The rise and financialisation of the renminbi

BIS Quarterly Review  |  December 2016  | 
11 December 2016

(Extract from page 43 of BIS Quarterly Review, December 2016)

Renminbi turnover has approximately doubled every three years over the past decade and a half (Graph B, left-hand panel). Total daily turnover has reached over $200 million or 4% of global FX turnover. This makes the Chinese currency the eighth most traded currency in the world, overtaking the Mexican peso and only slightly behind the Swiss franc and Canadian dollar.

The rise of the renminbi comes with greater financialisation

Along with the rise in the overall trading of the renminbi, its use as a financial instrument and to back financial rather than trade transactions has also increased. In the past, most of the limited turnover was in spot transactions. The Triennial reveals that spot now amounts to less than half of total turnover, while the share of FX swap trading has reached 40%. Associated with this, trading among financial institutions is now much more prevalent, while the share of renminbi trading with non-financial customers has declined steeply, from 19% in 2013 to 8% in 2016 (Graph B, centre and right-hand panels). However, the prominent role of the CNY/USD pair has not changed: 95% of renminbi trading is against the US dollar, and there is no serious liquidity in any other CNY pairs.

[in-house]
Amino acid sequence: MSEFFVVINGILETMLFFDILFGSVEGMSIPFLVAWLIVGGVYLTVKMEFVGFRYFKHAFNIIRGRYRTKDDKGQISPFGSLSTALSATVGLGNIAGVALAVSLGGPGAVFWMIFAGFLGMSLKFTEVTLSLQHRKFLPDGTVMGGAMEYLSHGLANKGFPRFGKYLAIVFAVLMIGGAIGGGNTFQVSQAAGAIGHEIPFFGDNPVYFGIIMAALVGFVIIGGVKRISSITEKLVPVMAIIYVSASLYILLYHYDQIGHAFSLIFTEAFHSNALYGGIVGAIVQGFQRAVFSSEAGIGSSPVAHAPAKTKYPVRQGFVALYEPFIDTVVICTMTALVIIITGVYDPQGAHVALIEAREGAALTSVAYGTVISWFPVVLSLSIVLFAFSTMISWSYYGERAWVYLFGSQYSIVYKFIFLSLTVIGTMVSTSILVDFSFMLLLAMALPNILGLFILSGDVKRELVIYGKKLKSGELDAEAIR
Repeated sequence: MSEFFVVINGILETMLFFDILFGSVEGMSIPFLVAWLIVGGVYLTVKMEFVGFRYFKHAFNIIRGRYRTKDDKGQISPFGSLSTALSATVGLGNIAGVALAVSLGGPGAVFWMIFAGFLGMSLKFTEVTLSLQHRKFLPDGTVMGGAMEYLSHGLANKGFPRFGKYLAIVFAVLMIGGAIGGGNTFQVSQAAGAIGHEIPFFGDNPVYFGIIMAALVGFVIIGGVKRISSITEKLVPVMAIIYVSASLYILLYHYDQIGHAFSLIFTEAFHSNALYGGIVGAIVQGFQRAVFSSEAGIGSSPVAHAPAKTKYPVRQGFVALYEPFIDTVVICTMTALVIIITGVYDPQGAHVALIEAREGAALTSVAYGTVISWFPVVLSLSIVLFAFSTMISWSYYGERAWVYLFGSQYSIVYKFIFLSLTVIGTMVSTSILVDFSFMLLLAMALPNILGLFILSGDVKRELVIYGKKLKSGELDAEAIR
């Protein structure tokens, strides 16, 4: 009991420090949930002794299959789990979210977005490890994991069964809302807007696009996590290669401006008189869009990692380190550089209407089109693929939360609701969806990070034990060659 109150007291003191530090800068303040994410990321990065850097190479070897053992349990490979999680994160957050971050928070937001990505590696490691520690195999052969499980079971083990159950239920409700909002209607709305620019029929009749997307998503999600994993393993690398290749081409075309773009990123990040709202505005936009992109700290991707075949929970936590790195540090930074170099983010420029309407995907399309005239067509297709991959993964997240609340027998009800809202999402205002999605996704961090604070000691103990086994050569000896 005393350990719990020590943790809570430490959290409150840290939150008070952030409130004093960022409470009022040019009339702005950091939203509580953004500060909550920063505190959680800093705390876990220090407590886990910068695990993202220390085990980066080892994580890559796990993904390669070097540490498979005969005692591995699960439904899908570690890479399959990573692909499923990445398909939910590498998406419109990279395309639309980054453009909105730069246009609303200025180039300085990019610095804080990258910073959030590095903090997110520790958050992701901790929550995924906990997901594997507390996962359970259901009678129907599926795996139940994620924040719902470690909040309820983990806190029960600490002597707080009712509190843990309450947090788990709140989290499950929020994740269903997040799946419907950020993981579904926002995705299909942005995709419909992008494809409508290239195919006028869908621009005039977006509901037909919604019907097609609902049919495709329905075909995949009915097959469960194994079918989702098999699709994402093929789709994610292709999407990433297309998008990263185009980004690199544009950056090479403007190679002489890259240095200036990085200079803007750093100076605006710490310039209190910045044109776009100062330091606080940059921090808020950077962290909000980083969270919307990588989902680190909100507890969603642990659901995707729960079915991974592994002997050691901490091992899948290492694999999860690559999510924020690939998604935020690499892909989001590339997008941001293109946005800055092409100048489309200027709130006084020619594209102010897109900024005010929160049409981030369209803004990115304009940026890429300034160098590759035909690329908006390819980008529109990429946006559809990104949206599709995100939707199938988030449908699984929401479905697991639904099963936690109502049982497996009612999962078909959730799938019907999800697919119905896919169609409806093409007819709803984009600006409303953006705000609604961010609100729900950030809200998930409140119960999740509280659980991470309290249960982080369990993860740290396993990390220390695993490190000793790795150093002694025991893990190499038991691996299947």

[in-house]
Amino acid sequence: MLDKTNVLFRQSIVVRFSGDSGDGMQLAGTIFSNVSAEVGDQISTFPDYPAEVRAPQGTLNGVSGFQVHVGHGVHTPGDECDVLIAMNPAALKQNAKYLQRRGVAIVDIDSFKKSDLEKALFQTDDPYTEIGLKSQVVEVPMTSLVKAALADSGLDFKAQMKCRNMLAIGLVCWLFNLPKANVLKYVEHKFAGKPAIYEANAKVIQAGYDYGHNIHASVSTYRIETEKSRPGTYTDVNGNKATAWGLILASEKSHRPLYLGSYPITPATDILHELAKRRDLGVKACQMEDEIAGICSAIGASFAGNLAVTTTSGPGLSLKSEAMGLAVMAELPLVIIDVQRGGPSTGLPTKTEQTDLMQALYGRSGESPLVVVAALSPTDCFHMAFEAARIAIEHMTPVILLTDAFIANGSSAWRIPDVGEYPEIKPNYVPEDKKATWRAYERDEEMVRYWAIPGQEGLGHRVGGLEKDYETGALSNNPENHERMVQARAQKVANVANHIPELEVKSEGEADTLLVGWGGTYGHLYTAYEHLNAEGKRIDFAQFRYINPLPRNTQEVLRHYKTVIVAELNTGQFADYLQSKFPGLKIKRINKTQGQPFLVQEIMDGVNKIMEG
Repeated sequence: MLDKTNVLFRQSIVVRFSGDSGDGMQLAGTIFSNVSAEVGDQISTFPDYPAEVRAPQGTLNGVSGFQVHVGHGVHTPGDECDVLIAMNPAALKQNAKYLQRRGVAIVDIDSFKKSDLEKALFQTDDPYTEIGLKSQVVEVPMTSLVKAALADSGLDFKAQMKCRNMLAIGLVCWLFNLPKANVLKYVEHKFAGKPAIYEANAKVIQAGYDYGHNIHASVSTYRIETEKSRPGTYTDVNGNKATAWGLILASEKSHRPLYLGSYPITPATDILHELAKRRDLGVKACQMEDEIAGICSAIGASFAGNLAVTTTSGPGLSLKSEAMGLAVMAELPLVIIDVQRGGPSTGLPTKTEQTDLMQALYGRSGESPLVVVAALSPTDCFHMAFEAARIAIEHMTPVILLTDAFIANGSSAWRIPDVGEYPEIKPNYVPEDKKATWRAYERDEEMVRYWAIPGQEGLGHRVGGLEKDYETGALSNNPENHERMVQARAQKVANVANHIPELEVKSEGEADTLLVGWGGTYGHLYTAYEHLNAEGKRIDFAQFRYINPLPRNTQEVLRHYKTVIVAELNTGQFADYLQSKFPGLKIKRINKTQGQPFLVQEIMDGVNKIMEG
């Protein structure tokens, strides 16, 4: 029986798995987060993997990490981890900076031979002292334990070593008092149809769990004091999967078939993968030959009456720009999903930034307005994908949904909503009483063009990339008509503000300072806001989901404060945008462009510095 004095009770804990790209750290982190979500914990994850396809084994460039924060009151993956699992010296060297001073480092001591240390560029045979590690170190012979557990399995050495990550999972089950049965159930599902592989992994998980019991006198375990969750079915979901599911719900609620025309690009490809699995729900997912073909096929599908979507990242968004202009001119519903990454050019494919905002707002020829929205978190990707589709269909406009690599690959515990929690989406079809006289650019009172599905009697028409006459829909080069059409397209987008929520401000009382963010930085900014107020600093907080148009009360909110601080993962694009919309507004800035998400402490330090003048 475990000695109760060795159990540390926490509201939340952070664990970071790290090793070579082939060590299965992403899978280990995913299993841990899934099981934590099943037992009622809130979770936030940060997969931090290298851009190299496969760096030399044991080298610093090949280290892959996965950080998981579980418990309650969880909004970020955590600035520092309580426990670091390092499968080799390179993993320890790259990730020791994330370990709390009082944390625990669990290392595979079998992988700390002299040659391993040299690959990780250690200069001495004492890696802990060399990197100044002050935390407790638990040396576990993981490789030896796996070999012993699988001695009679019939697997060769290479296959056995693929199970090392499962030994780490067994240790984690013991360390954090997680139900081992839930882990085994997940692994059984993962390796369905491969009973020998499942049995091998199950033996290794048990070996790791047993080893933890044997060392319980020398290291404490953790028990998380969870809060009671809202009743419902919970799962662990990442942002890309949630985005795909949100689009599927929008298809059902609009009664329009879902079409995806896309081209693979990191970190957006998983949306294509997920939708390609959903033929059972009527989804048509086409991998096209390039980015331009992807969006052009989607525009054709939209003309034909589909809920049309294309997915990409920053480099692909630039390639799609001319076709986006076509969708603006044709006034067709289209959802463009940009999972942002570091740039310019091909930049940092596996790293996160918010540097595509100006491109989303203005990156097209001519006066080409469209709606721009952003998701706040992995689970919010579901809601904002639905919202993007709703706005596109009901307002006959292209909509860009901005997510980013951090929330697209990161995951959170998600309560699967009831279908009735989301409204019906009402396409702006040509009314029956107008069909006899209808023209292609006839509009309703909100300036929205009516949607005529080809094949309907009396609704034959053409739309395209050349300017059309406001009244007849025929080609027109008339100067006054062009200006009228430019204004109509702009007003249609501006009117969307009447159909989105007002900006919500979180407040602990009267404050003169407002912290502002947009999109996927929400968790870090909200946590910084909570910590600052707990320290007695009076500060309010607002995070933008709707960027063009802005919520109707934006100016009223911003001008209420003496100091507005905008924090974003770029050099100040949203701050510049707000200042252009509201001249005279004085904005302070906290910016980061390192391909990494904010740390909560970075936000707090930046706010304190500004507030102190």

Renminbi trading volumes are growing rapidly, and the currency is becoming more financialised. The share of derivative compared with spot trading, and of financial compared with non-financial counterparties, are approaching that of well established and liquid currencies. Also, according to McCauley and Shu (2016), in line with RMB internationalisation, trading in offshore deliverable RMB forwards increased significantly, while that in non-deliverable forwards declined since the last survey. However, there are still impediments to the renminbi becoming a truly international currency. In addition to the low liquidity outside the CNY/USD pair, these include capital controls, the wedge between the offshore and onshore exchange rates, and ineligibility for CLS settlement. At the same time, the rapid growth of renminbi trading and the development of the associated financial markets (Ehlers et al (2016)) suggest that these hurdles may be cleared faster than might be expected.